Hello there Little Wonderlanders,
My name is Siham, and I'm from North-African descent. I am one of the newest members of the Little Wonderland-team. From the first day I started working at Little Wonderland, I became obsessed with skincare and K-beauty.
For years during my puberty, I was dealing with acne. Because of that I got a lot of scars and I thought the only solution was treatments, but a lot of treatments were discouraged because of my medium skin tone. That's when I gave up and started to cover the spots, scars and bad looking skin with makeup. For years I didn’t really pay attention to skincare. But after reading and learning more about K-beauty I learned it is important to take care of our skin with the right products. Even though I am not dealing with acne anymore, I want my skin to glow, be smooth and be healthy like the Korean beauties, without makeup.
First, I had some hesitation... Is it safe for people of color to use K-beauty products? Fortunately I soon realized that I don't have to be afraid of that at all.
Is Korean Skin Care suitable for darker skin tones?
K-Beauty, also known as the beauty products, routines and practices from South Korea, has established itself as more than just a trend. Korean skin care is infamous in the beauty world. Since there’s such an emphasis on “whitening” or “porcelain, glowing” skin in Korean Culture, many people of color are hesitant to give K-beauty products a try.
Another reason of their hesitation is because they don’t see themselves represented in the marketing or advertising. As we’re all well aware, representation is extremely important because it allows consumers to feel confident that those products are intended and will work for them. Lucky that has changed a lot the last couple of years.
On the other hand, K-beauty stands for meticulous attention to UV protection, hydration and cleansing. Your skin is the largest organ your body has, so it’s important to take a few extra steps to protect it.
d'Alba - Ampoule Balm White truffle Whitening Cream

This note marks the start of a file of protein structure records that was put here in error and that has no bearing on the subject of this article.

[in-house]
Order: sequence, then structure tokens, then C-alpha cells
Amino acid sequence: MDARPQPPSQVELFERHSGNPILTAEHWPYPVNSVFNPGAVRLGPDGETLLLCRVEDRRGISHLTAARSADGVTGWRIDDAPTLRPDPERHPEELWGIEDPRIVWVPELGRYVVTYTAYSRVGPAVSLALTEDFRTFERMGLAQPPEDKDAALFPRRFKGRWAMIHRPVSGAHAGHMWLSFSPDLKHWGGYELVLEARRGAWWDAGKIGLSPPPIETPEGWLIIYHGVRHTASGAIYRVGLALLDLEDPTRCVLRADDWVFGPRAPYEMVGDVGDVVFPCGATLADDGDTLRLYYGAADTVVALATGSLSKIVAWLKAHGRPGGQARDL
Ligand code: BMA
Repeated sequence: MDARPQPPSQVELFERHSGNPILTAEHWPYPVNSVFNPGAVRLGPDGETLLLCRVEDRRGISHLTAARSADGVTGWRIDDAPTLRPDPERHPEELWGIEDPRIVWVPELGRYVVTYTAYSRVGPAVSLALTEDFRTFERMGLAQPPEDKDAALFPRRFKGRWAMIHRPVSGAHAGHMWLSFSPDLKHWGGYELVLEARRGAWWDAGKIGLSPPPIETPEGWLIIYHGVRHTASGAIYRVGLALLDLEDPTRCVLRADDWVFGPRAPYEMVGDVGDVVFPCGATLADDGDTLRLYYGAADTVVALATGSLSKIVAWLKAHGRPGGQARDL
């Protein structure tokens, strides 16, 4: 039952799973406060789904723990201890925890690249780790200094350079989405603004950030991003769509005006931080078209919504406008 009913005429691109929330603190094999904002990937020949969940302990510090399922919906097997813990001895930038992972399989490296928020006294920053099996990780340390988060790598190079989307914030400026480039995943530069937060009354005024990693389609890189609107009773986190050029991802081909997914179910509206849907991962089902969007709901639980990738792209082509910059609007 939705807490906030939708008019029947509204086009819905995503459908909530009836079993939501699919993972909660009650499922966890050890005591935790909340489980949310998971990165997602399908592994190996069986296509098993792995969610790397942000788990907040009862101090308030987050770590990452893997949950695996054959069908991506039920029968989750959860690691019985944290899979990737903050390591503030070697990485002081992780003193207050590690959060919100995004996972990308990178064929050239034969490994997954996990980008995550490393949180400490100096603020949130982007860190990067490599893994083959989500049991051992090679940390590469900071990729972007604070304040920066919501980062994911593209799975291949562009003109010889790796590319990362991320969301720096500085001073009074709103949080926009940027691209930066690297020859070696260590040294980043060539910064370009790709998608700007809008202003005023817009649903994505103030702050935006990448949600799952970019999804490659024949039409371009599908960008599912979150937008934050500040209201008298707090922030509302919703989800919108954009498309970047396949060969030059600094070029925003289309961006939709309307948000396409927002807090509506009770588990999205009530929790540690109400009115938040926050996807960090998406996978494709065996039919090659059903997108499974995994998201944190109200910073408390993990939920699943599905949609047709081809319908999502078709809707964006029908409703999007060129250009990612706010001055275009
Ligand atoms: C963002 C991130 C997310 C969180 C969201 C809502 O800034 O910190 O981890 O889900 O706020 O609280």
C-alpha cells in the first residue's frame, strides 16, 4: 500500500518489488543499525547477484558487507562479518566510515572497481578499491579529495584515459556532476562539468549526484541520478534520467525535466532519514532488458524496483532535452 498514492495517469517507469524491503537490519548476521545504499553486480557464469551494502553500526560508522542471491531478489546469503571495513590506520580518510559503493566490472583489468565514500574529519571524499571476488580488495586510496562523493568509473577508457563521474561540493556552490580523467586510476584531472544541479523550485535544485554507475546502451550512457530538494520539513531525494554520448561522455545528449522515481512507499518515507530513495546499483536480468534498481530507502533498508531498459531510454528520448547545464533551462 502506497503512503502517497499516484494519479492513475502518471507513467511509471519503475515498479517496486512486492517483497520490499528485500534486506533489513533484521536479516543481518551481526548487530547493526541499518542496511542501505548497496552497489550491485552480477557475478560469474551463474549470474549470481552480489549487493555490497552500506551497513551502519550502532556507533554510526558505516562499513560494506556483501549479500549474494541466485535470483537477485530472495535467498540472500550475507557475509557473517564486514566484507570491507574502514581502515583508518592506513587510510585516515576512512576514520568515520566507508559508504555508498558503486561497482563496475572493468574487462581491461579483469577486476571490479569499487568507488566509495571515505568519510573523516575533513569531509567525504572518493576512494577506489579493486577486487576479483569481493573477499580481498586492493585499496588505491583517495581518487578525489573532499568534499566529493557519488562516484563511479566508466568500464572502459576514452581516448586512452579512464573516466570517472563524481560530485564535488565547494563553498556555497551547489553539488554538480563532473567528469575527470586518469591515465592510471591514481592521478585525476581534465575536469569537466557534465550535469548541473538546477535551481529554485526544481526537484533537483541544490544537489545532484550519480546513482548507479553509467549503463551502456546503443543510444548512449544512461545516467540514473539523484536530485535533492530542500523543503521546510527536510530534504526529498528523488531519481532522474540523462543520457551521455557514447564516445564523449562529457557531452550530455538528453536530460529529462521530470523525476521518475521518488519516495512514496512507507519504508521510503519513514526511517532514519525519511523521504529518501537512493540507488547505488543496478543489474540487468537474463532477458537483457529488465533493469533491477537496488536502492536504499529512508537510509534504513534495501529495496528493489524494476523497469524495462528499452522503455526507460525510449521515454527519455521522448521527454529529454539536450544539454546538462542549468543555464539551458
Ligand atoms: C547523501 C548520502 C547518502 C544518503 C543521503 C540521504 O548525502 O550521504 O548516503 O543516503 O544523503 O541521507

The emphasis on “whitening” was one of the main reasons for me (as a colored woman) to be hesitant to give K-beauty a try, because I love my skin complexion. I’d never want to be misled into thinking that my daily moisturizer is secretly stripping my skin of its precious melanin.
It’s no secret that skin bleaching is a huge beauty practice in Korea and in other parts of the world including China, the Philippines, Thailand, Vietnam, India, Nigeria and Jamaica. But just because skin bleaching still happens in Korea doesn’t mean such agents are in its skin care. After learning about K-beauty and the ingredients that are being used in their products, I came to the conclusion bleaching agents aren’t included at all.
The confusion comes from the fact that a lot of products have terms like “whitening” printed on labels. That emphasis is often understood to mean bleaching and causes a lot of women and men of color to shy away from using K-beauty. In Korean skin care whitening is often synonymous with brightening, meaning to even out skin or fade hyperpigmentation like post-acne dark spots or sun spots. So, to be clear, K-beauty products on the mainstream market do not bleach skin. In fact, during my research I found out there are a lot of products that could benefit brown skin.
Due to factors such as sun exposure, stress and just living on planet earth, our skin can begin to experience hyper-pigmentation or look a bit dull. Freckles, sun spots and acne scars become more visible. Ingredients such as Vitamin C, licorice-root extract or mulberry extract, in these ‘whitening’ products help to gently break down the melanin clusters that cause unwanted freckles or spots and even out the skin tone by getting rid of dead skin cells by helping the skin renew itself.
I almost never used sun protection before I became known with K-beauty. In my mind it was just for lighter skinned people who get burned by the sun fast. But I learned sunscreen is not just for light skinned people. No matter how dark or light your skin is, it’s imperative to wear sunscreen daily. Not only can the sun prematurely age your skin by breaking down elastin, but it can also cause dark spots. After a month of using sunscreen daily, the dark spots started to fade.
If you’re not very familiar with sunscreens, like I was, it’s recommended to read this first to have a better understanding of sunscreens. Go to the sunscreen guide to find a sun protector that suits your skin type and doesn’t leave a white film on brown skin.
Give K-beauty a try and your skin will thank you later!
XXX - Siham